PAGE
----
IIMG_6644 worked for nearly six years at a foundation that raised money for breast cancer research, and educated people about the importance of prevention and early detection. It was part of my job to write messaging that would clearly explain, and hopefully convince, women that this was the right thing to do.

In British Columbia, women of “average risk” can start having mammograms at the age of 40. I’ve been telling women for the past eight years to do this basic test as part of taking care of themselves, and as of November I am finally at the age where I can put my money where my mouth is and join the ranks.

I’ve been waiting for this day for over eight years, but some funny things happened. First, I was away for my birthday so I couldn’t book an appointment for right when I turned 40. So why didn’t I book the minute I got back? Truth? I got busy and forgot. This is one of the most common reasons I used to hear from women, and I totally get how easy it is to let this slide. The second thing was a bit more surprising. I got a little bit anxious. And it was just a little bit, because I have a LOT of information in my brain about the risks, statistics, etc. I know many women that have been through treatment, and I also know women that did not make it. I know the facts and I wasn’t worried. But still, I realized I was placing myself in a situation where IF there was something to find, they were going to find it. And now I understand, I finally get it, how some women go through some anxiety and maybe just would rather not know.

But wait a minute. If there is a cancerous mass growing in my body, I want to know. And I want to know EARLY, when it’s much easier to remove or treat. If you leave it and don’t find out, it could potentially grow to a point where treatment is either longer and more difficult, or virtually impossible. The research shows that when cancer is diagnosed in younger women (under 50), it is typically more aggressive and faster growing, so if there is something in there I want it OUT.

The process

I was so happy to see that the process I’d been describing to women was in fact what actually happens. The whole process was over within 10 minutes from the moment I walked in the door, and that includes the time it took to take the selfie when I was done. I had to wash off the deodorant I had put on earlier in the day, take off my bra in a cubicle, then go into the exam room. If you’re at all modest it takes a bit to get used to, because you’re topless in front of another person and she then has to manipulate your boobs into the right position before the machine lowers down to compress them for the picture. After having two kids my modesty has pretty much flown out the window, so I was fine. Four pictures in total, one each from the top and one each from the side. I was actually fascinated by the whole process. The machine revolves to allow for the different angles, and you have to lean to the side, keep your chin up, relax your shoulder…it was pretty involved and a bit counter-intuitive because you want to look but you can’t with your chin lifted. It wasn’t painful at all for me, although I know some women do find it can hurt. Granted, it certainly wasn’t comfortable and I wouldn’t want to stand in that position for longer than I had to. The worst part was when it pushed against my sternum/breast plate as it lowered, and even that wasn’t bad. Four pictures and done, results to come to me and my doctor in two weeks. Bim, bam, boom, done.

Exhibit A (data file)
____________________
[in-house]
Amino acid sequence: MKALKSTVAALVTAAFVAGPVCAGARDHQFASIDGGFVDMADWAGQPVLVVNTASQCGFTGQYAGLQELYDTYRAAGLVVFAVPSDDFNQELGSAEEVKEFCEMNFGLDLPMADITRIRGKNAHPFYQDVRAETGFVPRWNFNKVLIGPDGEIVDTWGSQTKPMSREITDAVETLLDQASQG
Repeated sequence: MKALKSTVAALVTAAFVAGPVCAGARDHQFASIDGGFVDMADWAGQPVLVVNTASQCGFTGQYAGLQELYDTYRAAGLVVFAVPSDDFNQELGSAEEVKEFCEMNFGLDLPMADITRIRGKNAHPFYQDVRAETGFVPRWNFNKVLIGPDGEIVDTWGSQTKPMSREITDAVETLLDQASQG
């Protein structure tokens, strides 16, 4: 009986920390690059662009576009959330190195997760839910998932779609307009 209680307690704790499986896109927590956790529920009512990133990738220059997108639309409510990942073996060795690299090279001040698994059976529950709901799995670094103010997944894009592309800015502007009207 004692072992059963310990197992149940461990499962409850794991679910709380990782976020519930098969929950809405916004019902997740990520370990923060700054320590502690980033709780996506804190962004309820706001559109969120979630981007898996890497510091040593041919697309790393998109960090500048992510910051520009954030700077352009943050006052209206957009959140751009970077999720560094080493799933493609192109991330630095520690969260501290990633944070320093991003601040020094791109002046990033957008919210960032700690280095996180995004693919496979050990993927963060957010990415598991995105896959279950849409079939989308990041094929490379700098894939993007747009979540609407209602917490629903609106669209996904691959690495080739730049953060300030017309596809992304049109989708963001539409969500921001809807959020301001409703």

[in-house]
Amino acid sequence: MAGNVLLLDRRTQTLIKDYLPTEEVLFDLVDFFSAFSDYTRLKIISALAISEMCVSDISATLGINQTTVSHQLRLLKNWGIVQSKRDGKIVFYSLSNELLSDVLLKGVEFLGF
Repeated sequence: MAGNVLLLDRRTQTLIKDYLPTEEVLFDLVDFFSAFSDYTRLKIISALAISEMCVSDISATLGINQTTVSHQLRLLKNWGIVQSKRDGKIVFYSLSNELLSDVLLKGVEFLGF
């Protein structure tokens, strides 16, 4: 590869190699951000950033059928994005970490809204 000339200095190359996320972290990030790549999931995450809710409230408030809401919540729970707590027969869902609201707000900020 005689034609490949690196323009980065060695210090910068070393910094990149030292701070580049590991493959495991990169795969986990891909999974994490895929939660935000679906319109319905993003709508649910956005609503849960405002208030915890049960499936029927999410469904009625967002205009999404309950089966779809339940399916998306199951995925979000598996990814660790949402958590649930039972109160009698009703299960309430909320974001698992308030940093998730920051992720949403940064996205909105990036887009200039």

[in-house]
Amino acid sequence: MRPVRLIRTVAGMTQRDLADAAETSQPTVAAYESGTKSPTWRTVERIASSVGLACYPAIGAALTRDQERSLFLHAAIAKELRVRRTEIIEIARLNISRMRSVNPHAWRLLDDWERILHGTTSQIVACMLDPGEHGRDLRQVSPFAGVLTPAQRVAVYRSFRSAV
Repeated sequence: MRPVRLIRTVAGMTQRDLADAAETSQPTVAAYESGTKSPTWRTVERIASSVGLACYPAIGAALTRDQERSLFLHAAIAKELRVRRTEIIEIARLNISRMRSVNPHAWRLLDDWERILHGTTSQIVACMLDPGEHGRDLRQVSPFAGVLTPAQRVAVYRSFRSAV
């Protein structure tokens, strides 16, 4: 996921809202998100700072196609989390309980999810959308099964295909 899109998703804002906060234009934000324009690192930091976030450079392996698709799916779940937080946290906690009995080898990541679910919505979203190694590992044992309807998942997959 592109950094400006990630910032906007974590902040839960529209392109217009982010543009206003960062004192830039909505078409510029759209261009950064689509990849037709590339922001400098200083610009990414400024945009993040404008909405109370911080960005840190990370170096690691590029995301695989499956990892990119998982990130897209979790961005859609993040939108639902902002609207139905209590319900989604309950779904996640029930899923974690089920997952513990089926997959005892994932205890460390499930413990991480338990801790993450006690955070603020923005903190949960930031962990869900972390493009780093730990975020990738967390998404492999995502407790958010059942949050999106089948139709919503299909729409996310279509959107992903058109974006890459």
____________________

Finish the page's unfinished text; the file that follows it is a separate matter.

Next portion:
Your decision

This is a very personal decision. This is what’s right for me, based on the information I have, but I know it’s not the right choice for everyone. There are benefits and limitations to mammography. It isn’t a perfect exam but it really is the best defence when it comes to early detection. I do believe that every woman should go after the age of 40 if she can, but some choose to wait until they turn 50 (and in some provinces that is when the screening program starts). Women in their 40’s tend to have more follow up requests, often just to ensure the radiologists know what they are looking at and that it’s nothing to worry about. Also, no test is perfect. Mammograms aren’t either and yes, they can miss some cancers.


Here is a video from the BC Cancer Agency that explains about mammography and the program.

Here are some facts and myths to clear up any misinformation that might be out there.

Ultimately, you should speak to your doctor and then make your own decision once you’re informed. But whatever you choose to do, take care of yourself and your body. As Jim Rohn said, it’s the only place you have to live.